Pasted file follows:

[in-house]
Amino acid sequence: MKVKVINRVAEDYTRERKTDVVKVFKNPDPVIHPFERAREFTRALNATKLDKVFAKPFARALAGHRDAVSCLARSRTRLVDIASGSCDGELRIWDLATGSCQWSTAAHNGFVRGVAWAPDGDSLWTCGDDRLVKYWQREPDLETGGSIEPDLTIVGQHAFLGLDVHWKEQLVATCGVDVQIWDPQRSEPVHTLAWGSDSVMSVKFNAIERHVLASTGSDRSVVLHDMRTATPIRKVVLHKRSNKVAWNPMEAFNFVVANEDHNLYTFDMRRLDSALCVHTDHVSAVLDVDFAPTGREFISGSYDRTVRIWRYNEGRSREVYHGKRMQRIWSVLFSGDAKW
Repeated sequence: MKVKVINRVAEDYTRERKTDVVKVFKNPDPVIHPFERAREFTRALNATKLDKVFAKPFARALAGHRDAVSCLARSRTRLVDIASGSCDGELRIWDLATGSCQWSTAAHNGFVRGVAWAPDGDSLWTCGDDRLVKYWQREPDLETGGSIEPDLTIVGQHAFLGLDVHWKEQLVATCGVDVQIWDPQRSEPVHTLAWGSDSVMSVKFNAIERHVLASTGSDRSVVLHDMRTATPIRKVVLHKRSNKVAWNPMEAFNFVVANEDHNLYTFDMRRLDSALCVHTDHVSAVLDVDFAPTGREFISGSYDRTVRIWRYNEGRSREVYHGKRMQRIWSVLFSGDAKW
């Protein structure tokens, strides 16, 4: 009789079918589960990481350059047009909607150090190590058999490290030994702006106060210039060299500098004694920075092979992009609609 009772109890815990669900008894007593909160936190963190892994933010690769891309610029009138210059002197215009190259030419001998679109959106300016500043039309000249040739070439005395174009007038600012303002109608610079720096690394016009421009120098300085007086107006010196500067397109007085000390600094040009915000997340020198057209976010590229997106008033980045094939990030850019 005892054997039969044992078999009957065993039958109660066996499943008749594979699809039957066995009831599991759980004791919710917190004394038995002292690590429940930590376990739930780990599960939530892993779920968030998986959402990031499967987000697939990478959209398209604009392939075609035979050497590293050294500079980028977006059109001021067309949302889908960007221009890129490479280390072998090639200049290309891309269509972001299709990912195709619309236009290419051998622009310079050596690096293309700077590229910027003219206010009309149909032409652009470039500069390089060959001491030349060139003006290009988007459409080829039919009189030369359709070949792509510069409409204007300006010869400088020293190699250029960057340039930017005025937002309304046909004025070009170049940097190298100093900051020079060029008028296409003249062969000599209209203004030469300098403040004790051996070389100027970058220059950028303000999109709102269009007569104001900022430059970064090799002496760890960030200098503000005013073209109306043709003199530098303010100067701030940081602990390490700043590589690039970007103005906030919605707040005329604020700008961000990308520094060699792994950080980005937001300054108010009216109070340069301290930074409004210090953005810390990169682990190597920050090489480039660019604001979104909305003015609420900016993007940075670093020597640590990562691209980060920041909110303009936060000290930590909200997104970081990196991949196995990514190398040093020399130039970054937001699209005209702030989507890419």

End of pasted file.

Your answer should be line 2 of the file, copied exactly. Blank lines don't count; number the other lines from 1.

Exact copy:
Amino acid sequence: MKVKVINRVAEDYTRERKTDVVKVFKNPDPVIHPFERAREFTRALNATKLDKVFAKPFARALAGHRDAVSCLARSRTRLVDIASGSCDGELRIWDLATGSCQWSTAAHNGFVRGVAWAPDGDSLWTCGDDRLVKYWQREPDLETGGSIEPDLTIVGQHAFLGLDVHWKEQLVATCGVDVQIWDPQRSEPVHTLAWGSDSVMSVKFNAIERHVLASTGSDRSVVLHDMRTATPIRKVVLHKRSNKVAWNPMEAFNFVVANEDHNLYTFDMRRLDSALCVHTDHVSAVLDVDFAPTGREFISGSYDRTVRIWRYNEGRSREVYHGKRMQRIWSVLFSGDAKW